The first large-scale exhibition in Hong Kong of works from the Sigg Collection of Chinese contemporary art, since its was acquired by the M+ museum in West Kowloon, will open early next year (23 February-5 April 2016). The show is organised by Pi Li, M+’s senior curator of Chinese art, who joined the museum in 2012, the same year the part donation/part purchase of the founding collection was secured by the outgoing director, Lars Nittve.
The exhibition opens a month after Nittve steps down, although he plans to continue as an external advisor. “I look forward to celebrating this important moment in the lead up to M+ opening,” Nittve said in a statement. M+’s Herzog & de Meuron building is now due to open in 2019. Acquiring the collection and selecting the Swiss architects have been two of Nittve’s most significant achievements while leading the flagship—and much delayed—project.
In a statement, Pi Li said that the exhibition of highlights from the M+ Sigg Collection would reveal the “robust output” of Chinese art from the 1970s to the present. “Chinese artists have constantly navigated between domestic and global artistic, social and political tensions in their pursuit of artistic freedom,” he said.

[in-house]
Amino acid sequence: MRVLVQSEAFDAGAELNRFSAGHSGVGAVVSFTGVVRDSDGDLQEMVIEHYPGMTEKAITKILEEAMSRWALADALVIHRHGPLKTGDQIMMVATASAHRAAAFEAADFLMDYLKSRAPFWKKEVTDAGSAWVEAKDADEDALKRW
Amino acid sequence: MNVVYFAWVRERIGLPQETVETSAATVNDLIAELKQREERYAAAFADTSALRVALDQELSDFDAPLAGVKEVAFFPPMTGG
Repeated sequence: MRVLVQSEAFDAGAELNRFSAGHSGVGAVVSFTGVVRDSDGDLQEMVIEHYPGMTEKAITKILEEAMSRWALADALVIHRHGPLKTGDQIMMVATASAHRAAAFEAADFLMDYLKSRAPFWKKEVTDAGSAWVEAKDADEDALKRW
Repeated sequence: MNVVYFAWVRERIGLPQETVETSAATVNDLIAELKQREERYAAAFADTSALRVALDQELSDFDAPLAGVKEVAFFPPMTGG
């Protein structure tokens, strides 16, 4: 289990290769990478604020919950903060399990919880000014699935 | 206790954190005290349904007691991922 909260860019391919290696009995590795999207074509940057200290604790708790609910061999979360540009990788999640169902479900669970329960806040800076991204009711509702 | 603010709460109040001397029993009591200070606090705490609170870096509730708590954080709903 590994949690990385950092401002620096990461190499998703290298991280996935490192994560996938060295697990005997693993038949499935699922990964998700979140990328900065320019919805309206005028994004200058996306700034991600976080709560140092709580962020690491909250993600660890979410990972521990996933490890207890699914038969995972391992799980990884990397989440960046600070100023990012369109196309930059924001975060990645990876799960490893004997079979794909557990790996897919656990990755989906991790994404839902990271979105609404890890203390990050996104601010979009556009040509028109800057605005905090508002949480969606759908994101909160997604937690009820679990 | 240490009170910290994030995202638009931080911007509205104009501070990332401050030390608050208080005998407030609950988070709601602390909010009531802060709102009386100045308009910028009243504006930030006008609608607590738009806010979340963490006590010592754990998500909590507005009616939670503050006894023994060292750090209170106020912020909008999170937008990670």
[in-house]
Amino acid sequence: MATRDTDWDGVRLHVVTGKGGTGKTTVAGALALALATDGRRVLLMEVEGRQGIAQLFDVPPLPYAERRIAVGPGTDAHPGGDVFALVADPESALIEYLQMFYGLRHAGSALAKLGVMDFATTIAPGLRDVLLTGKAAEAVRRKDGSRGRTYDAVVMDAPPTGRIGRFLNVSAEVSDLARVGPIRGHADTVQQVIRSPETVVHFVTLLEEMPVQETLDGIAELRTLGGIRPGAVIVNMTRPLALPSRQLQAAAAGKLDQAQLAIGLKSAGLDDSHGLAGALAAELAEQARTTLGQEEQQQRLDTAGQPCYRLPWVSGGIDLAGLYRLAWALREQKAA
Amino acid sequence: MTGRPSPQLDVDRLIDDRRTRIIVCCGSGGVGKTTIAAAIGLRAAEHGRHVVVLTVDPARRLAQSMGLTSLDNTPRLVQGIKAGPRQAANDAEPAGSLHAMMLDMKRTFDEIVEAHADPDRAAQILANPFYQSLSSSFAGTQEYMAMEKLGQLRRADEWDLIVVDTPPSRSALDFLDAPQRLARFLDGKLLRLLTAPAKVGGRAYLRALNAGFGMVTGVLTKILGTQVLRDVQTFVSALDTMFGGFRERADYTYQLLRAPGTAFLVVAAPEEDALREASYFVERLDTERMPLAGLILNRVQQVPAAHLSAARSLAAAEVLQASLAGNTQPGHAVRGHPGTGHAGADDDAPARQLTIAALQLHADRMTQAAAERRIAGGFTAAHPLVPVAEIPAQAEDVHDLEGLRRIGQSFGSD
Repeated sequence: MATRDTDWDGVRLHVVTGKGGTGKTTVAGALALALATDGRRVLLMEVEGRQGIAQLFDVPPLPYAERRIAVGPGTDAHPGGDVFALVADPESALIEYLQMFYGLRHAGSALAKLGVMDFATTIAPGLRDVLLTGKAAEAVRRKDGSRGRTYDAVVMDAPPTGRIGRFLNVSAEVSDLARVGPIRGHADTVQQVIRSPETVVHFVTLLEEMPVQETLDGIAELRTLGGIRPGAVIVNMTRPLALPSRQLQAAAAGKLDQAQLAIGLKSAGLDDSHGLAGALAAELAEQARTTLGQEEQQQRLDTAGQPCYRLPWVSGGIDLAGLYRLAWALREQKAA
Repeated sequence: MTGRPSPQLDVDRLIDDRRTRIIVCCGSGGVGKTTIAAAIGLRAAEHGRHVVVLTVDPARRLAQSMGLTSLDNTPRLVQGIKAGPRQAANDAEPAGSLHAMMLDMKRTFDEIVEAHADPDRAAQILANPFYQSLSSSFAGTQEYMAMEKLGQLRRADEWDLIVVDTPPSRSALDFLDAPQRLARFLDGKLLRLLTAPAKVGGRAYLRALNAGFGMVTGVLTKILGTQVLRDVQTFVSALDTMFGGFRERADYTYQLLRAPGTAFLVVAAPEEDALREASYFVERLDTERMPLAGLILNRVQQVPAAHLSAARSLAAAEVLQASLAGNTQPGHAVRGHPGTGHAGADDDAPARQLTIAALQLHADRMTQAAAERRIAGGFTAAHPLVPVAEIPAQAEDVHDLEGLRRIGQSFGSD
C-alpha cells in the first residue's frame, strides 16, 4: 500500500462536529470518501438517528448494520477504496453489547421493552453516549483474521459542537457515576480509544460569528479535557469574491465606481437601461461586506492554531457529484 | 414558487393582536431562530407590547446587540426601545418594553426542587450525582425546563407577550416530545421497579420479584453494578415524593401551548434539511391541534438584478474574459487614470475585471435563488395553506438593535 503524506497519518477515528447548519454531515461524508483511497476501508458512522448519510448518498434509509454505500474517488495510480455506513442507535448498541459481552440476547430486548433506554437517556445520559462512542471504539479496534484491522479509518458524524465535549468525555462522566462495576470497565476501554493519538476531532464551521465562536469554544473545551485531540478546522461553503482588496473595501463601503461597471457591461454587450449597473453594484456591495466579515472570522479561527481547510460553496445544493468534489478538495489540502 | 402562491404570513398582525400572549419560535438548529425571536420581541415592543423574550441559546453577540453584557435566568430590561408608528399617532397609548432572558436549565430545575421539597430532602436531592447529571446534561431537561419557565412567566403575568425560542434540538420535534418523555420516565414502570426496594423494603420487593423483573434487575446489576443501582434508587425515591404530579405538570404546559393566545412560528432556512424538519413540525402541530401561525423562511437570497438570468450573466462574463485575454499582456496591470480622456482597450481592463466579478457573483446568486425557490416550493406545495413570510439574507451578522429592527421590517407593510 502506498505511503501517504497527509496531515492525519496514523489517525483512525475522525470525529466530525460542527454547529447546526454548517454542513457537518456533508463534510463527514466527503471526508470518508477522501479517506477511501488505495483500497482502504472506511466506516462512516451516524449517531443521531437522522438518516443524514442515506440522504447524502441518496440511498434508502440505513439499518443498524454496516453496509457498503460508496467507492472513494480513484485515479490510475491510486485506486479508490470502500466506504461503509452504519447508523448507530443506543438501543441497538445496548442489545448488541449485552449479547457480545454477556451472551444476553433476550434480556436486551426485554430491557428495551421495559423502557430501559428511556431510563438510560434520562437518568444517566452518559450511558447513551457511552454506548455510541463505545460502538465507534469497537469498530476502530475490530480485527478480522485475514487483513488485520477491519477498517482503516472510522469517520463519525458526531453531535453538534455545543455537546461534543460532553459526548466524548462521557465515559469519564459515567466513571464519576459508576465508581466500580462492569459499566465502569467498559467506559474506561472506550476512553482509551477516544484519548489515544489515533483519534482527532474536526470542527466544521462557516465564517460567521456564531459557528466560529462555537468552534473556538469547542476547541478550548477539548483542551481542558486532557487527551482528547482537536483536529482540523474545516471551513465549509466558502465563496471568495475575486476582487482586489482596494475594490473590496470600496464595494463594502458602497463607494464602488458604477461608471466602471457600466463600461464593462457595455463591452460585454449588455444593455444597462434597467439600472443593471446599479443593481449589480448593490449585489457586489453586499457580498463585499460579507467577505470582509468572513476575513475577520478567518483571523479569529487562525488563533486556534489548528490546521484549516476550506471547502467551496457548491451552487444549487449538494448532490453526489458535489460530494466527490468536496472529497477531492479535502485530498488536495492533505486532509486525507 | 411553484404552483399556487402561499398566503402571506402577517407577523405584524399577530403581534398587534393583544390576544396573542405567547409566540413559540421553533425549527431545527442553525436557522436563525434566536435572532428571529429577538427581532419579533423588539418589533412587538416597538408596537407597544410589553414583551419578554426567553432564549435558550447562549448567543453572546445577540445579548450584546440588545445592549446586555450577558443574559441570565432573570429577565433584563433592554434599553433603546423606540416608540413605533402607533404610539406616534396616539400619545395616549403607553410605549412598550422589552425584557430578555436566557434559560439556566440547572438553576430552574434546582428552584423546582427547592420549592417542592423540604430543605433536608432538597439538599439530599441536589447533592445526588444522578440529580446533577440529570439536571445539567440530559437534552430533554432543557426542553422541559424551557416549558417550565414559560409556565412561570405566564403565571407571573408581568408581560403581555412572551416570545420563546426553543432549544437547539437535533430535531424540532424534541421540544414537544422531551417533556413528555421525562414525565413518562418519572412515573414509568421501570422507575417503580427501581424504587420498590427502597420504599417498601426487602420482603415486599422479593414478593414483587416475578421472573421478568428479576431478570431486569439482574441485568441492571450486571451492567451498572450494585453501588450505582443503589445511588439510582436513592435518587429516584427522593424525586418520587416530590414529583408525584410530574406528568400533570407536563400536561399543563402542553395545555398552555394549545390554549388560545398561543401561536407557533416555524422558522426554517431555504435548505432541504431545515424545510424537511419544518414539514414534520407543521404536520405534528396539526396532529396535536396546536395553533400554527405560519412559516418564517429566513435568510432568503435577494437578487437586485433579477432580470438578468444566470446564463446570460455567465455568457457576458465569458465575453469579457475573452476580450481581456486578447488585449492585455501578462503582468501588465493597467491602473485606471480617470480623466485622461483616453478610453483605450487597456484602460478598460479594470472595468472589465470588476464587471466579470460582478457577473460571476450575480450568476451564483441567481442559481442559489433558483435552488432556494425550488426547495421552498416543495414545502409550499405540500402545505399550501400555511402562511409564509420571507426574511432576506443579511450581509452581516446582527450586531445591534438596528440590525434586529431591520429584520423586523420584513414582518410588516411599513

The exhibition will feature work by more than 30 artists, from Ai Weiwei and Cao Fei to Zhang Peili. Organised in three parts, it will put contemporary art into its wider cultural context, and will take place in the Artis Tree space, which has hosted previous M+ Mobile temporary exhibitions.
The “homecoming” exhibition of the Sigg collection opens a week after another show drawing from the same collection opens in Switzerland, something of a second home. The exhibition Chinese Whispers is due to open in two venues, the Kunstmuseum Bern and the Zentrum Paul Klee in Bern (19 February-19 June 2016). Ten years ago, the Kunstmuseum Bern first showed works from the collection built by Uli Sigg, the Swiss businessman and the country’s former ambassador to China. In a statement, Sigg said it will be “wonderful to finally see it in Hong Kong”.